Analysis of SharePoint 2007 Usage Reporting Capabilities

An element of site usage reporting is included as part of the ‘out of the box’ capabilities of SharePoint 2007. After usage reporting is enabled by your site administrator, you can append ‘_layouts/usagedetails.aspx’ onto any SharePoint site to get access to site usage data, provided you have the appropriate level of permissions.
For example: http:///_layouts/usagedetails.aspx

According to Microsoft, Site administrators and site collection administrators can view site usage summary pages that have the following information for their sites and site collections:

• Requests and queries in the last day and the last 30 days.
• Average number of requests per day over the last 30 days.
• A chart of requests per day over the last 30 days.
• A list of the top page requests over the last 30 days.
• A list of top users over the last 30 days.
• A chart of top referring hosts over the last 30 days.
• A chart of top referring pages over the last 30 days.
• A list of top destination pages over the last 30 days.
• Top queries for the last 30 days (if search usage reporting is enabled).
• Search results top destination pages (if search usage reporting is enabled).

SSP administrators for the search service can view a search usage reports page that tracks the following information.

• Number of queries per day over the previous 30 days.
• Number of queries per month over the previous 12 months.
• Top queries over the previous 30 days.
• Top site collections originating queries over the previous 30 days.
• Queries per search scope over the previous 30 days.

Site collection administrators for the SSP site can view a usage summary page that tracks the following information:

• Total amount of storage used by the site collection.
• Percent of storage space used by Web Discussions.
• Maximum storage space allowed.
• Number of users for all sites in the hierarchy.
• Total hits and recent bandwidth usage across all sites.

Site collection administrators can also view a site usage report that includes monthly and daily page hit totals filtered by the following criteria:

• Page
• User
• Operating system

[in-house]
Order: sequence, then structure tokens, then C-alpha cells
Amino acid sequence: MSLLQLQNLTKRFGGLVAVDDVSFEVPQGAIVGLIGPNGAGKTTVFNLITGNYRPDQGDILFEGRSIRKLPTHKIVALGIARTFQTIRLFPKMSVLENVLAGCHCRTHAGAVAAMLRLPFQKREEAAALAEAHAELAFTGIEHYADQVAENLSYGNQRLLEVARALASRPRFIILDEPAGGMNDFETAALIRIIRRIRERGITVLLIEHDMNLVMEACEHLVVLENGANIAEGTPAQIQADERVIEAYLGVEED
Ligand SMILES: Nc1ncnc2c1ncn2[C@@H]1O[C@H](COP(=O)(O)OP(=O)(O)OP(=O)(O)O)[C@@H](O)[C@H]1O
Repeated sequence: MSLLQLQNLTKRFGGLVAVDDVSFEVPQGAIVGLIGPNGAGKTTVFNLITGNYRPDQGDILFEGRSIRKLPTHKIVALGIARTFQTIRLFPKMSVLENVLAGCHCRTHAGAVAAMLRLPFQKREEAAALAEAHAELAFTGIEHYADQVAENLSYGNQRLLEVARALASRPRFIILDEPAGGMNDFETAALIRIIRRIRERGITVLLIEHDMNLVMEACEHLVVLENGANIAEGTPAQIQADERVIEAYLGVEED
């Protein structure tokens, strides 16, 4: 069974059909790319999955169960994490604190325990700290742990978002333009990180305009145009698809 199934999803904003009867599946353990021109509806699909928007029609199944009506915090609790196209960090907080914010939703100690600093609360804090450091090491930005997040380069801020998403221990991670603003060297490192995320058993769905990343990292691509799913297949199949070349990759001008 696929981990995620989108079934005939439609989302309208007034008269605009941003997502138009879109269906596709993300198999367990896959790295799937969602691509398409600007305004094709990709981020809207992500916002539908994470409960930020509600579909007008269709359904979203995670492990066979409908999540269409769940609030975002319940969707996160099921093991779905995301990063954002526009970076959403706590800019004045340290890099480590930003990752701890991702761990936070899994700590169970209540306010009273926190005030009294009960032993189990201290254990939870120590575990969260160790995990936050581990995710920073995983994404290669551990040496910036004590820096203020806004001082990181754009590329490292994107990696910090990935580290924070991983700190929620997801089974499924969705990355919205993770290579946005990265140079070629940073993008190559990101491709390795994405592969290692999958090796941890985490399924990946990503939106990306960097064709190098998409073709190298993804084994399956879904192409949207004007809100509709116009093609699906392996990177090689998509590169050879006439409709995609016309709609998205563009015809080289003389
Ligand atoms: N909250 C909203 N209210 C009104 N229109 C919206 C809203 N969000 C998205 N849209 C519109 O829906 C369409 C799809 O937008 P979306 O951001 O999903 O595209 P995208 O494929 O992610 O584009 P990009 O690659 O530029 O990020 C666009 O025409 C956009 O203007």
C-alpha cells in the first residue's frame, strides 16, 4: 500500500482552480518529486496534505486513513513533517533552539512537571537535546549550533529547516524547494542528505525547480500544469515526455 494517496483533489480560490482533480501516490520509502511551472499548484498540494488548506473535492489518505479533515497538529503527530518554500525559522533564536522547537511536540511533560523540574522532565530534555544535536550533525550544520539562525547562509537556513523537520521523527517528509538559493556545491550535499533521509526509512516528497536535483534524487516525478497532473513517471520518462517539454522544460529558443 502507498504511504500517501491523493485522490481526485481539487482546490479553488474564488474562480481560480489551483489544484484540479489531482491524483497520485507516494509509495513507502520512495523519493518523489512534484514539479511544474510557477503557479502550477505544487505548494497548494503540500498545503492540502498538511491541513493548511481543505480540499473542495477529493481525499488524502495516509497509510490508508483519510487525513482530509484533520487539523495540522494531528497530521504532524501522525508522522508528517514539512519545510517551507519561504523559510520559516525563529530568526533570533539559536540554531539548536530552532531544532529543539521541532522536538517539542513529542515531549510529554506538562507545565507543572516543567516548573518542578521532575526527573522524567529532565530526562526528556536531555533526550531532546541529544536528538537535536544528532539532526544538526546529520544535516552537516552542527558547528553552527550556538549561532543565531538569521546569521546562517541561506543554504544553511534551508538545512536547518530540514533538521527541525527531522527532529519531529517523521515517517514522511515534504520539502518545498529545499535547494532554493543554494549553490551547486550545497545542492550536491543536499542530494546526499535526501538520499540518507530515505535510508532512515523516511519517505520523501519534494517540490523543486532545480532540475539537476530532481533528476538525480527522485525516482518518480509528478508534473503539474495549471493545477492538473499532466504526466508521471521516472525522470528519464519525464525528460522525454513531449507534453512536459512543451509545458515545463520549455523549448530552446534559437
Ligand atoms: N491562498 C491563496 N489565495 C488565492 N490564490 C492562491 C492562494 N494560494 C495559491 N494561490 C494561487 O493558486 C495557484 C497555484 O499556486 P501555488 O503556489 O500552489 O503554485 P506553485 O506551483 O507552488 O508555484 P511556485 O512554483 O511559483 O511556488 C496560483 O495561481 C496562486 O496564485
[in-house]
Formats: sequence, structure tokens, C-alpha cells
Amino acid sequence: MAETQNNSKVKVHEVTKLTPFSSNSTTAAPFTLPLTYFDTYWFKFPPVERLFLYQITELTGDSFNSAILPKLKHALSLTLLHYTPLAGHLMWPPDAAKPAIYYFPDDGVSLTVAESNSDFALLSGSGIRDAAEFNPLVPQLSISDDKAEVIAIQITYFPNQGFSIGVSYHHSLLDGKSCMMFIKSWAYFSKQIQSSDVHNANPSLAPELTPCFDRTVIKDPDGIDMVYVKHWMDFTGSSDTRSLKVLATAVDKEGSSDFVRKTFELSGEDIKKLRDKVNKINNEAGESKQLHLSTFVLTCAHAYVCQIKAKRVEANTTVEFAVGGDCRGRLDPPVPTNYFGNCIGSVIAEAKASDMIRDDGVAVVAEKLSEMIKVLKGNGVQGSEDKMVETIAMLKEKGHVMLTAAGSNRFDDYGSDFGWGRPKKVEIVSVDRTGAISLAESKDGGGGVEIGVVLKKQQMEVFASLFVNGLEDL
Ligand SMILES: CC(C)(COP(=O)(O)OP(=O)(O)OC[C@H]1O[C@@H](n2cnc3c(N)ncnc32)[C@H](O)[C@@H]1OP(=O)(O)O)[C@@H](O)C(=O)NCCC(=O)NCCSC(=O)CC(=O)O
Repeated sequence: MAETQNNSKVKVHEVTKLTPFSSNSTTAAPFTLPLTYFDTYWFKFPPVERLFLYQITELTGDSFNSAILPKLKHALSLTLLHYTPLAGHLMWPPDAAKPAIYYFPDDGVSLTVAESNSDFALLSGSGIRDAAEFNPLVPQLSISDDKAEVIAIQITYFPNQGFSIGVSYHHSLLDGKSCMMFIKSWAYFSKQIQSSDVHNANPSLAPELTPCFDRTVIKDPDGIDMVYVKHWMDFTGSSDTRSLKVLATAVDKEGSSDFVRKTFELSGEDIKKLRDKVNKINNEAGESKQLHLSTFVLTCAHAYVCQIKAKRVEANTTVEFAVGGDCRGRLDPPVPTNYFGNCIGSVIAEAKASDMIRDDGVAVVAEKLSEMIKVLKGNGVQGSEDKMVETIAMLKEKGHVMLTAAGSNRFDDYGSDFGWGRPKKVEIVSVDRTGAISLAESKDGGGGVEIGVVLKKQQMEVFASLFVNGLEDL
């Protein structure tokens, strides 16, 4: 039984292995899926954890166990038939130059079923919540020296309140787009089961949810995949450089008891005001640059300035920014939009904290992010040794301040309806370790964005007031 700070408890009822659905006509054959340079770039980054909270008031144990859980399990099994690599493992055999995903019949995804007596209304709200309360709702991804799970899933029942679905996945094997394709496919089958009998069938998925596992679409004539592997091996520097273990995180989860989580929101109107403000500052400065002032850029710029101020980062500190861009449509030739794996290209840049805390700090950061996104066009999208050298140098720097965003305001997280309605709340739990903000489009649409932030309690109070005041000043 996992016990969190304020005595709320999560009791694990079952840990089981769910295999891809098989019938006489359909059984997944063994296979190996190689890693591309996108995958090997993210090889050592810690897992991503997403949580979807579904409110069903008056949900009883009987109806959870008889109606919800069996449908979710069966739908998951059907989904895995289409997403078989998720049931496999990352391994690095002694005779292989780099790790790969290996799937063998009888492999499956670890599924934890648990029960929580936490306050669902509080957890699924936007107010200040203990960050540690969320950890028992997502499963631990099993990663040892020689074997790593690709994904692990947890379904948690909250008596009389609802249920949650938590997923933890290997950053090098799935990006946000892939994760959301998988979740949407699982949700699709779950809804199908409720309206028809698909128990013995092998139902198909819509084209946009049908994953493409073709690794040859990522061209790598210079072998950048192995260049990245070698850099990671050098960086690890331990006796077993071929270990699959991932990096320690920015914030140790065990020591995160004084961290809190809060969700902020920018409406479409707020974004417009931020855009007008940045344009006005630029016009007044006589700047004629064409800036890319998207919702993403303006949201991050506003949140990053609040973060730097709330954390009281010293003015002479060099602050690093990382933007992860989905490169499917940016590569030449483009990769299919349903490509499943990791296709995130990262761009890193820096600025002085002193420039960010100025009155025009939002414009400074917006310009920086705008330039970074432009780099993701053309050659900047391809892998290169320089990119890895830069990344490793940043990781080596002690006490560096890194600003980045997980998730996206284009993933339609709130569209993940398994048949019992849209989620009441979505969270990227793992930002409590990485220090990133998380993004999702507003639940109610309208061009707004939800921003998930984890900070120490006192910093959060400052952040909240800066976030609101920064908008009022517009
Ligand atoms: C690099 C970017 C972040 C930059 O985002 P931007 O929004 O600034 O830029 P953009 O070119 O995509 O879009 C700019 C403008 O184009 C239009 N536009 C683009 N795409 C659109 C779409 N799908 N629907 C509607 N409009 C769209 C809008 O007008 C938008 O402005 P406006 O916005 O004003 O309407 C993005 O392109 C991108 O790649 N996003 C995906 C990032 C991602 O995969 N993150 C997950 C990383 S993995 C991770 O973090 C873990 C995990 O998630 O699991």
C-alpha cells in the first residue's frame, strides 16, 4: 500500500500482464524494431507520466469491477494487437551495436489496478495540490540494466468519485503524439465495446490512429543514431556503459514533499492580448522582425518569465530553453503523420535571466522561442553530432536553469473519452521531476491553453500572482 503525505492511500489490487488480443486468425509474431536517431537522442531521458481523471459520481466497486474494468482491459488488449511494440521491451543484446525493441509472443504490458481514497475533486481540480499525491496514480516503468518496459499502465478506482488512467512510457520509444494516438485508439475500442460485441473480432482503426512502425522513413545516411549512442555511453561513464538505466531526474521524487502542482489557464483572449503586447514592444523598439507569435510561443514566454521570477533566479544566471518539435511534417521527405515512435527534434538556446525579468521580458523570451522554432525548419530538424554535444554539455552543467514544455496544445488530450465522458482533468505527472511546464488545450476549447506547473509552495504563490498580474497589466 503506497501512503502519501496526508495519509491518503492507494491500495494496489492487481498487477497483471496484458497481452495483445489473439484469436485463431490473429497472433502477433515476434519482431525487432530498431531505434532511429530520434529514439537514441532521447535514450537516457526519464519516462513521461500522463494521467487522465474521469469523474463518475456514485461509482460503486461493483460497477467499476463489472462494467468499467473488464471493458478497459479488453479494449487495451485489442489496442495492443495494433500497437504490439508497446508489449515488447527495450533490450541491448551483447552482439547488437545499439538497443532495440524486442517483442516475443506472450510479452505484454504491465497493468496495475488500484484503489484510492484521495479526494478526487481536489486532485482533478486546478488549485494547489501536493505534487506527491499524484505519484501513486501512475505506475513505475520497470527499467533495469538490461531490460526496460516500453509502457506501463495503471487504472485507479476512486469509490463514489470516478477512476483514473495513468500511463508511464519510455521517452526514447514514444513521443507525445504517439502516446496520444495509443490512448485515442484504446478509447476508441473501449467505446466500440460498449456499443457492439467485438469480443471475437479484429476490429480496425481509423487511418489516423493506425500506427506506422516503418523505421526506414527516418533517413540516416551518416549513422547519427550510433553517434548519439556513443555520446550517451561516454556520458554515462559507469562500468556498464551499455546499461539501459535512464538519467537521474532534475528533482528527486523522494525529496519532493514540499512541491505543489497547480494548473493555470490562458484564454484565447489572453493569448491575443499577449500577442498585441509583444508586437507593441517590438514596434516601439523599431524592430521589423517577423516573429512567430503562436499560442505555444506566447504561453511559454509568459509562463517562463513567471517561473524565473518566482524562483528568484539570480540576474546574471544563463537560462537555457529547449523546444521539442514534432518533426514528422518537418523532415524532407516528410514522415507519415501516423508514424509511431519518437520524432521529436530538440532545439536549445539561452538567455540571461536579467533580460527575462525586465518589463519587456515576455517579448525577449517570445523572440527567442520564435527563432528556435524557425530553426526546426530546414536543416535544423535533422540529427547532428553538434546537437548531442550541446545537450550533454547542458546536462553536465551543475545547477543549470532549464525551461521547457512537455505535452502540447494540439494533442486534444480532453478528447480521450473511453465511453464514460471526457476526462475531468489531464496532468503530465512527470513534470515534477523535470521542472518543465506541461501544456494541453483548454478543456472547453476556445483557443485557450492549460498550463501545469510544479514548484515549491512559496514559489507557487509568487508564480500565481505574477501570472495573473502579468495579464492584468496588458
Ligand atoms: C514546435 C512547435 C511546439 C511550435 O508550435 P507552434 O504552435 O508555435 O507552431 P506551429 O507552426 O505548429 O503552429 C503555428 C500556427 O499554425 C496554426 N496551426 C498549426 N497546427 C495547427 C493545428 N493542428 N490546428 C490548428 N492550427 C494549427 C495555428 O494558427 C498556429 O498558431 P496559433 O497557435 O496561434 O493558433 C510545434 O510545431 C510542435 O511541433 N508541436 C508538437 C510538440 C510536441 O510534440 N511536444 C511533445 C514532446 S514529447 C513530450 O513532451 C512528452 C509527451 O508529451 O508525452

• Browser
• Referrer URL

Usage Reporting from SharePoint Designer 2007

SharePoint Designer 2007 extends the functionality available in SharePoint, enabling you to measure site performance and usage using the following OOTB reports:

• Site summary report
• Broken links reports
• Reports about files
• Reports about shared content
• Reports about problems
• View the Usage Summary report
• View details usage reports
• Chart your usage data results

Most reports can be customised with the addition of sorting and filtering, copied and saved as an external file, such as Microsoft Excel.

For further information read ‘Use reports to measure site performance and usage’:
http://office.microsoft.com/en-us/sharepointdesigner/ha101741361033.aspx

Third Party alternatives to the SharePoint 2007 Usage Reporting Solutions

• MAPIlab provides a tool that delivers richer stats:
http://www.mapilab.com/sharepoint/statistics/

• Nintex Reporting provides richer reporting on usage:
http://www.nintex.com/Nproducts/Reporting.aspx

• Quest Capacity Management reporting tool has some interesting reports, including growth and trending reports:
http://www.quest.com/capacity-manager-for-sharepoint/

• CardioLog Usage Reports for SharePoint
http://www.intlock.com

• AvePoint DocAve for SharePoint 2007
http://uk.avepoint.com/sharepoint-products/

• Google analytics can be used by SharePoint sites and it’s free. CWaC are trialling this:
http://www.google.com/analytics/

Broken links Scan

Scan broken links functionality in MOSS 2007 can only scan the broken links for sites created under the site directory. SharePoint Designer has a Broken Links report, but it’s poor and includes an awful lot of system files that you probably don’t want to know about.

A good alternative is Xenu’s Link Slueth and it’s available for free download too, from: http://home.snafu.de/tilman/xenulink.html

Adding a custom style sheets to InfoPath form designs

InfoPath view .xsl files contain three or four standard internal style sheets, depending on whether you have specified a color scheme. These can be identified by the attributes controlStyle=’controlStyle’, tableEditor=””TableStyleRulesID””, languageStyle=’languageStyle’, and themeStyle=’urn:office.microsoft.com:themeBlue’. Never modify any of these standard internal style sheets. InfoPath often regenerates these, which will cause you to lose any changes you make to them.